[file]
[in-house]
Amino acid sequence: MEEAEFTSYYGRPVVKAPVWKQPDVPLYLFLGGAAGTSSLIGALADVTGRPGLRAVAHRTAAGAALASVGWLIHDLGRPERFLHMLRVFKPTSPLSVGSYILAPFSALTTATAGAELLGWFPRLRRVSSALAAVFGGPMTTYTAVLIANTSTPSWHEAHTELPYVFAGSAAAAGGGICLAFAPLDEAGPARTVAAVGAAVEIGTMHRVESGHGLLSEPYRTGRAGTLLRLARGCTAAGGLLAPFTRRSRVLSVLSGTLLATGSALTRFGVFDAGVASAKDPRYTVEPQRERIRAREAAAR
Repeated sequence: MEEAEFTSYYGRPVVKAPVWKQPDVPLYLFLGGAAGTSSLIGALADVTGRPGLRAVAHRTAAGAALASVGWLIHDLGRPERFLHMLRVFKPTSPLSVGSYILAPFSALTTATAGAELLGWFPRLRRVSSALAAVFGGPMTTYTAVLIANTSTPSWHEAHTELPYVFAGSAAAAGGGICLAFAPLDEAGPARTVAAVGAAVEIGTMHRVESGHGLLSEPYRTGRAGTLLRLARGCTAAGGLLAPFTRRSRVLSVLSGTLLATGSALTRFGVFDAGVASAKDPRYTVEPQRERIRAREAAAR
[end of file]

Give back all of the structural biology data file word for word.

[in-house]
Amino acid sequence: MEEAEFTSYYGRPVVKAPVWKQPDVPLYLFLGGAAGTSSLIGALADVTGRPGLRAVAHRTAAGAALASVGWLIHDLGRPERFLHMLRVFKPTSPLSVGSYILAPFSALTTATAGAELLGWFPRLRRVSSALAAVFGGPMTTYTAVLIANTSTPSWHEAHTELPYVFAGSAAAAGGGICLAFAPLDEAGPARTVAAVGAAVEIGTMHRVESGHGLLSEPYRTGRAGTLLRLARGCTAAGGLLAPFTRRSRVLSVLSGTLLATGSALTRFGVFDAGVASAKDPRYTVEPQRERIRAREAAAR
Repeated sequence: MEEAEFTSYYGRPVVKAPVWKQPDVPLYLFLGGAAGTSSLIGALADVTGRPGLRAVAHRTAAGAALASVGWLIHDLGRPERFLHMLRVFKPTSPLSVGSYILAPFSALTTATAGAELLGWFPRLRRVSSALAAVFGGPMTTYTAVLIANTSTPSWHEAHTELPYVFAGSAAAAGGGICLAFAPLDEAGPARTVAAVGAAVEIGTMHRVESGHGLLSEPYRTGRAGTLLRLARGCTAAGGLLAPFTRRSRVLSVLSGTLLATGSALTRFGVFDAGVASAKDPRYTVEPQRERIRAREAAAR